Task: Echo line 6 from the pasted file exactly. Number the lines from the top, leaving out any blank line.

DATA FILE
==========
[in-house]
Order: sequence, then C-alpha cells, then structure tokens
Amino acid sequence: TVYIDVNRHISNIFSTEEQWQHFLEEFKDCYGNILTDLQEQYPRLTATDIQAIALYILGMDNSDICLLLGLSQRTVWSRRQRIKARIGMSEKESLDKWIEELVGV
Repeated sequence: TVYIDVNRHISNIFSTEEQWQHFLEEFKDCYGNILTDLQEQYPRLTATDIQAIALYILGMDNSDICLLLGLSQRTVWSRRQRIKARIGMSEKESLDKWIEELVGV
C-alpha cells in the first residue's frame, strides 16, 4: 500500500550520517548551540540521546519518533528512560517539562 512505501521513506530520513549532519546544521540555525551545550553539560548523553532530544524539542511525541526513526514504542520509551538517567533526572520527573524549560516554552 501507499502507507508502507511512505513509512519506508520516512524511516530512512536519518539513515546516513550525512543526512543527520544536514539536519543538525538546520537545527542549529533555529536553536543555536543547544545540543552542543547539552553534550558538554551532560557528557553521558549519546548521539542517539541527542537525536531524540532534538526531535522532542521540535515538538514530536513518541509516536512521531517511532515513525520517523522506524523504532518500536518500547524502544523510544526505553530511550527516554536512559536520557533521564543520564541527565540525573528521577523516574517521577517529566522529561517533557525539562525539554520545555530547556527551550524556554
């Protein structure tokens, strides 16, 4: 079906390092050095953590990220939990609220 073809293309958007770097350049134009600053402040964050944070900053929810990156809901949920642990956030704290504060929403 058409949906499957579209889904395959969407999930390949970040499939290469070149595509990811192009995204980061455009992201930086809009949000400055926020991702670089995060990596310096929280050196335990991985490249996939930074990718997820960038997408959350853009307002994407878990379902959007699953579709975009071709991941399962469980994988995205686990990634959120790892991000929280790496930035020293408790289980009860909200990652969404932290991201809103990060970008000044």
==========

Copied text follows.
């Protein structure tokens, strides 16, 4: 079906390092050095953590990220939990609220 073809293309958007770097350049134009600053402040964050944070900053929810990156809901949920642990956030704290504060929403 058409949906499957579209889904395959969407999930390949970040499939290469070149595509990811192009995204980061455009992201930086809009949000400055926020991702670089995060990596310096929280050196335990991985490249996939930074990718997820960038997408959350853009307002994407878990379902959007699953579709975009071709991941399962469980994988995205686990990634959120790892991000929280790496930035020293408790289980009860909200990652969404932290991201809103990060970008000044």